In November of 2011, a magnitude 5.7 earthquake ripped through the small Oklahoma town of Prague, damaging more than a dozen homes and toppling a turret on a St. Gregory's University building in nearby Shawnee.
It was the worst of three large quakes to strike the area over several days, and it still as ranks as the worst Oklahoma has ever experienced.
Since then, hundreds more have rattled the state, racking up millions of dollars in damages and unleashing a political and financial maelstrom.
Until 2008, Oklahoma typically had one or two earthquakes of magnitude 3.0 or greater per year, according to the U.S. Geological Survey; since the start of 2015, the state has averaged 2 of this strength or greater per day.
"We have a good record going all the way back to the 1970s of magnitude 3 or larger earthquakes. They increased throughout the central U.S. in 2009, but primarily in just a few states like southern Colorado, Arkansas, Texas and Oklahoma," says Bill Leith, senior science adviser for Earthquake and Geologic Hazards at USGS. "Oklahoma is the most striking case, where the number of earthquakes is now at record levels."
And a growing body of scientific research increasingly connects this upsurge in seismic activity with the recent boom in oil and gas production.
Energy and earthquakes
In Oklahoma, oil production has more than doubled in the past five years, climbing from roughly 140,000 barrels per day in late 2009 to just over 360,000 barrels per day in January of this year, according to the U.S. Energy Information Administration.
From 2008 through April 8 of this year, there were 1,063 earthquakes of magnitude 3.0 tallied in Oklahoma by the USGS. This year, through April 8, there were 210, compared with 91 over the same period in 2014. (The smallest quakes that humans can typically feel measure from 2.5 to 3.0.)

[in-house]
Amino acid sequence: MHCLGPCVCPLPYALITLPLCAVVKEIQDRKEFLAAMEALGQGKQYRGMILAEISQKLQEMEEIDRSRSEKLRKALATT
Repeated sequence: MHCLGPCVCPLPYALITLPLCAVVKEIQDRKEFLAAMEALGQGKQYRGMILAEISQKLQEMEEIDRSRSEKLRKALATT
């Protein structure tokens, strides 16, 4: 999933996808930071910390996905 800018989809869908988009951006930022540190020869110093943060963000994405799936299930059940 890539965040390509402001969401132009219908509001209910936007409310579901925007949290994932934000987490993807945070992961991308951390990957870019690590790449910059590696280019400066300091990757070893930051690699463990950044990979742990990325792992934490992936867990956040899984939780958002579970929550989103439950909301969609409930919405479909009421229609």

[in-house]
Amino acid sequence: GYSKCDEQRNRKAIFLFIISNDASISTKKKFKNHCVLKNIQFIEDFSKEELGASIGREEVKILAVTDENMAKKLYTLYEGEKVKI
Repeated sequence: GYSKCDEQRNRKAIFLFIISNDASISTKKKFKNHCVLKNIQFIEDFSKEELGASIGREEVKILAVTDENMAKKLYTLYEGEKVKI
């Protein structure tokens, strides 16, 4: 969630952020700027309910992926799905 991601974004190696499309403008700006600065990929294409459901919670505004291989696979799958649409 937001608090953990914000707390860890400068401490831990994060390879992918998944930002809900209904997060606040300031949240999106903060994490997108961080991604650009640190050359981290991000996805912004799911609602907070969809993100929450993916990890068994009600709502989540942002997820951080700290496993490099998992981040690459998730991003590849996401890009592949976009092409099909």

The USGS sees a connection: specifically, a link to underground disposal of wastewater generated by oil and gas production.
Oklahoma, Kansas, Texas, Arkansas, Colorado and Ohio have all seen upticks in seismic activity in recent years. (North Dakota and Montana, which contain the Bakken formation, have been largely quake free.) Scientists have been studying the phenomenon in each state.
"In states and in oil fields where there is a lot of production, this water is re-injected, and it's been done for years and years," said Leith. "But that changes the fluid balance in the geologic formation, and that's what has potential of triggering earthquakes."
The phenomenon of man-made earthquakes triggered by changes in water pressure deep in the earth's crust has been studied by geologists for decades. The USGS first documented it in the 1960s, after the U.S. Army injected hundreds of millions of gallons of toxic fluids into a deep disposal well at Colorado's Rocky Mountain Arsenal, resulting in hundreds of quakes.
Since then, examples of "induced seismicity" or man-made earthquakes, have been linked to things from the making of reservoirs and dams to a geothermal project in California. But the connection between quakes and energy production is, to its current extent, relatively new, and the subject of nearly two dozen peer-reviewed papers over the past several years.
To be clear, the USGS does not specifically blame the practice of hydraulic fracturing, known as fracking. "The actual hydraulic fracturing process is only very rarely the direct cause of felt earthquakes," stated USGS scientists in a January 2014 report.
"While hydraulic fracturing works by making thousands of extremely small 'microearthquakes,' they are, with just a few exceptions, too small to be felt; none have been large enough to cause structural damage."
Rather, the issue centers around the "injection of wastewater in deep disposal wells," and even then, it does not appear to be the majority of wells that are to blame.